That is, as shown in
Upon resetting the photodiode, when the transfer transistor 23 operates in a triode region, the reset potential of the photodiode is influenced by variations of a threshold value of the transfer transistor 23, thus producing fixed pattern noise.
The present invention has as its object to provide a photoelectric conversion device, which has a plurality of pixel circuits, comprises a read transistor, a main electrode of which is connected to a charge accumulation node of a photoelectric conversion unit in each pixel circuit, and controls the read transistor to operate in a pentode region so as to read out a photoelectric conversion signal of each photodiode onto a floating diffusion.
Other features and advantages of the present invention will be apparent from the following description taken in conjunction with the accompanying drawings, in which like reference characters designate the same or similar parts throughout the figures thereof.
The accompanying drawings, which are incorporated in and constitute a part of the specification, illustrate embodiments of the invention and, together with the description, serve to explain the principles of the invention.
Preferred embodiments of the present invention will now be described in detail in accordance with the accompanying drawings.
The arrangement of a CMOS sensor as a photoelectric conversion device corresponding to the first embodiment of the present invention is the same as that shown in
The arrangement of the read circuit 6 shown in
The capacitors CS and CN are reset by transistors 29 and 30 and a signal PCTR as a pre-process for accumulating signal values. The potentials of the capacitors CS and CN are input to the differential amplifier 7 when transistors 31 and 32 are released in response to an output signal H1 from a horizontal scan circuit 8.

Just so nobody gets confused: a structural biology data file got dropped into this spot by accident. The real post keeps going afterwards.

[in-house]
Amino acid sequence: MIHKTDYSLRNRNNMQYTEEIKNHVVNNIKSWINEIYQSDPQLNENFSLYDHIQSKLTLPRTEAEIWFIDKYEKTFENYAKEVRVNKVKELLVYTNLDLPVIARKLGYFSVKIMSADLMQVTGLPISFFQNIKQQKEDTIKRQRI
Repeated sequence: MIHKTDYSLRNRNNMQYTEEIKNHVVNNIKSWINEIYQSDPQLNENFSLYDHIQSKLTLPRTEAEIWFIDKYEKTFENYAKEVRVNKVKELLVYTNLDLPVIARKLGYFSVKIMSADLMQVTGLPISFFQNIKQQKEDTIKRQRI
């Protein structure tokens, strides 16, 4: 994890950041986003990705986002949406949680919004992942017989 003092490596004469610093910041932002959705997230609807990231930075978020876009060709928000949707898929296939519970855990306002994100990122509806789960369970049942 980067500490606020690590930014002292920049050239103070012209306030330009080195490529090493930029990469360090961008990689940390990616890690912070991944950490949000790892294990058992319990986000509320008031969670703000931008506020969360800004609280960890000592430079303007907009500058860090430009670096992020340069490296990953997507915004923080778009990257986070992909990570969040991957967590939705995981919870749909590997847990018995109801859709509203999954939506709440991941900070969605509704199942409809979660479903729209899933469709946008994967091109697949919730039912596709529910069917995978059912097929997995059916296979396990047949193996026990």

The read process of signals from a pixel circuit 1 will be explained below with reference to
In this manner, this embodiment adopts the arrangement of the conventional circuit, but control executed upon transferring the signal of a photodiode 21 as a photoelectric conversion unit to the floating diffusion 26, and that executed upon resetting the photodiode 21 are largely different from the conventional CMOS sensor.
In this embodiment, the transfer transistor 23 operates in a pentode region (saturation region). That is, a gate voltage Vg, source voltage Vs, drain voltage Vd, and threshold voltage Vth hold Vg−Vs−Vth<Vd−Vs. Upon operation in the pentode region, since a channel below the gate electrode does not reach the drain, as shown in
Referring to the potential chart in
The operation will be described in more detail below. The gate potential of the transfer transistor 23 is slightly higher than the sum of the reset potential of the photodiode 21 and the threshold voltage of the NMOS transistor 23. The channel potential at this time is Vch shown in
The potential of the floating diffusion is fixed at a potential upon resetting by a reset transistor 24. This potential is set to be sufficiently higher than the reset potential of the photodiode to allow the transfer transistor 23 to operate in the pentode region. In
Upon resetting the photodiode 21, a saturation current or sub-threshold value current flows in the transfer transistor 23, and the source potential of the NMOS transistor 23 becomes closer to a potential (Vsr in
Hence, only signal charge components which do not contain those for a reset level determined by the capacitance of the photodiode and signal voltage component are accumulated on the floating diffusion 26.
At T3, the selection transistor 25 is turned on in response to a signal sel, and a signal PTNR is enabled at the same time. Hence, a noise signal produced upon resetting is transferred to the capacitor CN. At T4, the transfer transistor 23 is operated in the pentode region to transfer a charge generated by the photodiode to the floating diffusion 26.